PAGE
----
unity of the nation. It may be safely asserted, that the messages of none of our Presidents have been so generally read and so thoroughly mastered by the average mind, as those of Mr. Lincoln, himself the tribune of the people. Congress granted five hundred millions in money, and directed a call for five hundred thousand volunteers for the army; made provisions for a popular national loan ; revised the tariff; passed a direct tax bill; adopted measures, moderate in their scope, for the confiscation of rebel property; legalized the official acts of the President during the emergency in which the country had been placed ; and the House of Representatives, with but two dissentients, passed the following resolution: “Resolved, By the House of Representatives of the Congress of the United States, That the present deplorable civil war has been forced upon the country by the disunionists of the Southern States, now in revolt against the Constitutional Government, and in arms around the capital; that in this national emergency Congress, banishing all feeling of mere passion or resentment, will recollect only its duty to the whole country; that this war is not waged on our part in any spirit of oppression, nor for any purpose of conquest or subjugation, nor purpose of authorizing or interfering with the rights or established institutions of the States, but to defend and maintain the supremacy of the Constitution, and to preserve the Union, with all the dignities, equality, and rights of the several States unimpaired, and that as soon as Jhese objects are accomplished the war ought to cease.”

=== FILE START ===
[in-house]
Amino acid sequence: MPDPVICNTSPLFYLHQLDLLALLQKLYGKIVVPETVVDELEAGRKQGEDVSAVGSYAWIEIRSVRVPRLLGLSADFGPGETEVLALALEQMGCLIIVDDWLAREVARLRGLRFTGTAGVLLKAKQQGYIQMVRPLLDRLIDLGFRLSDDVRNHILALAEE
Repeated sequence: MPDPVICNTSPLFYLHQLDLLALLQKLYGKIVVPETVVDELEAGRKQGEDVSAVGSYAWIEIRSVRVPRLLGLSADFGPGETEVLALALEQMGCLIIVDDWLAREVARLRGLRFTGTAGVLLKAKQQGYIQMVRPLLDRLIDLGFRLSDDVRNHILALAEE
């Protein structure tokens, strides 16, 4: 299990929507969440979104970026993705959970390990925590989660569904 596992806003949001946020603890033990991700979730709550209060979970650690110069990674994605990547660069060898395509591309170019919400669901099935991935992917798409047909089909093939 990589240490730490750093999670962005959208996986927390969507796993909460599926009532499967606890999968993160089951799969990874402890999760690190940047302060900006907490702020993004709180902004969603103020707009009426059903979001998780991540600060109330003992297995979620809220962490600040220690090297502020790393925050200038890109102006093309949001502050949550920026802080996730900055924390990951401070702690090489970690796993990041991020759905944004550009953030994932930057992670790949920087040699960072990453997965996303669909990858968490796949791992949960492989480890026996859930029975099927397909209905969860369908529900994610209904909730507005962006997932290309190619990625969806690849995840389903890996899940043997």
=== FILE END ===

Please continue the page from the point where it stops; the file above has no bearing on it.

On the 21st of July, the Army of the Union, under the direct command of General McDowell, and the general supervision of the veteran Scott—from whose onward movement against the rebels in Virginia so much had been expected— met with a serious reverse at Bull Run. They went forth, exulting in victory as certain; they came back a panic-stricken mob. For an instant, despondency took possession of every
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loyal heart; all manner of vague fears seized the people; Washington would be captured; the cause was lost. It was but for an instant, however. The rebound came. Washington, which might easily have been captured and sacked, had the rebels known how to improve their success, was securely fortified and amply garrisoned. One did not then comprehend what now the most concede—that Bull Run was a necessary discipline—a school in which all learned somewhat—though, unfortunately, not all of us as much as we should. That came later.